Piscatorial Quagswagging

...the diary of a specialist angler in around the Warwickshire Avon and its tributaries.

Friday 29 March 2019

The Close Season Zander Quest Pt.112 – Bum Lifts and Buck Fitch's

A picture stumbled upon, a swim identified, and a big Zander caught by a shad chucker that looked like it had somehow managed to swallow Carol Vorderman whole post procedure. There were lumps and bumps in the right places, others required a second glance.

It's amazing just the small details you pick up on if you walk the towpaths or frequent google earth like I do, miles and miles covered means that anything identifiable, a feature, a landmark a bulging bush, I can often pinpoint where the location is down to the last foot.

Now Zander, especially the big one are transient but, I'm sure there are fish that are a little like Pike where they will call an area home when they feel comfortable....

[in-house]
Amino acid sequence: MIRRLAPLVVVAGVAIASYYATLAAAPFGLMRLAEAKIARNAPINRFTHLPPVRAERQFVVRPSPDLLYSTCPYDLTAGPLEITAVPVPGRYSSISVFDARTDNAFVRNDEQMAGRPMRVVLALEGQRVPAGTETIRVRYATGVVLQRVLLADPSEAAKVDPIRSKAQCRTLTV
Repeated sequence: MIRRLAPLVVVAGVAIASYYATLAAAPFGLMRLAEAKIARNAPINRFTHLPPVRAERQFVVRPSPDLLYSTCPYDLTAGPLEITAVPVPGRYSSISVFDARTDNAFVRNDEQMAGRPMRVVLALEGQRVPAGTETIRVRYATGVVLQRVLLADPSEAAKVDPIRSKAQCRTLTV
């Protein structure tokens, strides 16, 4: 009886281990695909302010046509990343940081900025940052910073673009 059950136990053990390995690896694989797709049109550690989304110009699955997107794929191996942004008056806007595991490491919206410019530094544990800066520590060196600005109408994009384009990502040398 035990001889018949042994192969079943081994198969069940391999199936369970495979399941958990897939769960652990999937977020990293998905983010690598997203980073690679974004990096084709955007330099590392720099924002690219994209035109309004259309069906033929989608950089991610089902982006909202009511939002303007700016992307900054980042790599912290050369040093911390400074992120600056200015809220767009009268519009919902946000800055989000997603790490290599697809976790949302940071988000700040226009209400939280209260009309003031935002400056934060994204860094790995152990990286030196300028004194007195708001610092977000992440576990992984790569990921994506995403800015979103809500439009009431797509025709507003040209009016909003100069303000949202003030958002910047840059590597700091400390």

....but a BIG issue though it was caught on the Gloucester and Sharpness Canal, which lets be honest, is a canal like no other. It's a huge volume of water where huge fish can roam, can put their fins up. Now I'm not about to venture to those waters just yet, but it has certainly been nagging me in the back of my mind, maybe I ought to, it could well be the only way I can possible close this quest of mine.

A slight glimmer of hope though, a half decent fish pulled ones string very hard indeed last weekend and ones confidence back no end, my suspicious confirmed.

The problem is nature is anything but predictable. She constantly surprises us with new discoveries, strange anomalies, and baffling enigmas.